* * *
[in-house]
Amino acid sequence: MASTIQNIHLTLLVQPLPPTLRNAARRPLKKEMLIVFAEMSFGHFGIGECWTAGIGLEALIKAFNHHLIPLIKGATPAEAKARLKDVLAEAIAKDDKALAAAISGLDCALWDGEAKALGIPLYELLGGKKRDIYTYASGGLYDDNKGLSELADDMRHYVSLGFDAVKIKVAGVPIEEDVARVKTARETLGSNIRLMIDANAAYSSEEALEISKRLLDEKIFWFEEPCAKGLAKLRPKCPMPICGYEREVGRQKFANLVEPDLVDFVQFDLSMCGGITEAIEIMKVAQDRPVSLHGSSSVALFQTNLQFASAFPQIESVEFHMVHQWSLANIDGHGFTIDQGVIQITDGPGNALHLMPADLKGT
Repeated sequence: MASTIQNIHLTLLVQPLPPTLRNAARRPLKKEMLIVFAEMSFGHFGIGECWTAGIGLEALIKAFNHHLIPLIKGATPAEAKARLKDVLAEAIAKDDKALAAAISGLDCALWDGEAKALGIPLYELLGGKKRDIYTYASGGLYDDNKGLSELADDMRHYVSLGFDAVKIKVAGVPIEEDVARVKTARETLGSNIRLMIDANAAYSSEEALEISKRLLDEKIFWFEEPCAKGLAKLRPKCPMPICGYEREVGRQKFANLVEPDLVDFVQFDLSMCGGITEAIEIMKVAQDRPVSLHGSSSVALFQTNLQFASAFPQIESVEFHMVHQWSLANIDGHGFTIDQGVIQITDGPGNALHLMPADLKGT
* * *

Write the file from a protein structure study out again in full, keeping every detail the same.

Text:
[in-house]
Amino acid sequence: MASTIQNIHLTLLVQPLPPTLRNAARRPLKKEMLIVFAEMSFGHFGIGECWTAGIGLEALIKAFNHHLIPLIKGATPAEAKARLKDVLAEAIAKDDKALAAAISGLDCALWDGEAKALGIPLYELLGGKKRDIYTYASGGLYDDNKGLSELADDMRHYVSLGFDAVKIKVAGVPIEEDVARVKTARETLGSNIRLMIDANAAYSSEEALEISKRLLDEKIFWFEEPCAKGLAKLRPKCPMPICGYEREVGRQKFANLVEPDLVDFVQFDLSMCGGITEAIEIMKVAQDRPVSLHGSSSVALFQTNLQFASAFPQIESVEFHMVHQWSLANIDGHGFTIDQGVIQITDGPGNALHLMPADLKGT
Repeated sequence: MASTIQNIHLTLLVQPLPPTLRNAARRPLKKEMLIVFAEMSFGHFGIGECWTAGIGLEALIKAFNHHLIPLIKGATPAEAKARLKDVLAEAIAKDDKALAAAISGLDCALWDGEAKALGIPLYELLGGKKRDIYTYASGGLYDDNKGLSELADDMRHYVSLGFDAVKIKVAGVPIEEDVARVKTARETLGSNIRLMIDANAAYSSEEALEISKRLLDEKIFWFEEPCAKGLAKLRPKCPMPICGYEREVGRQKFANLVEPDLVDFVQFDLSMCGGITEAIEIMKVAQDRPVSLHGSSSVALFQTNLQFASAFPQIESVEFHMVHQWSLANIDGHGFTIDQGVIQITDGPGNALHLMPADLKGT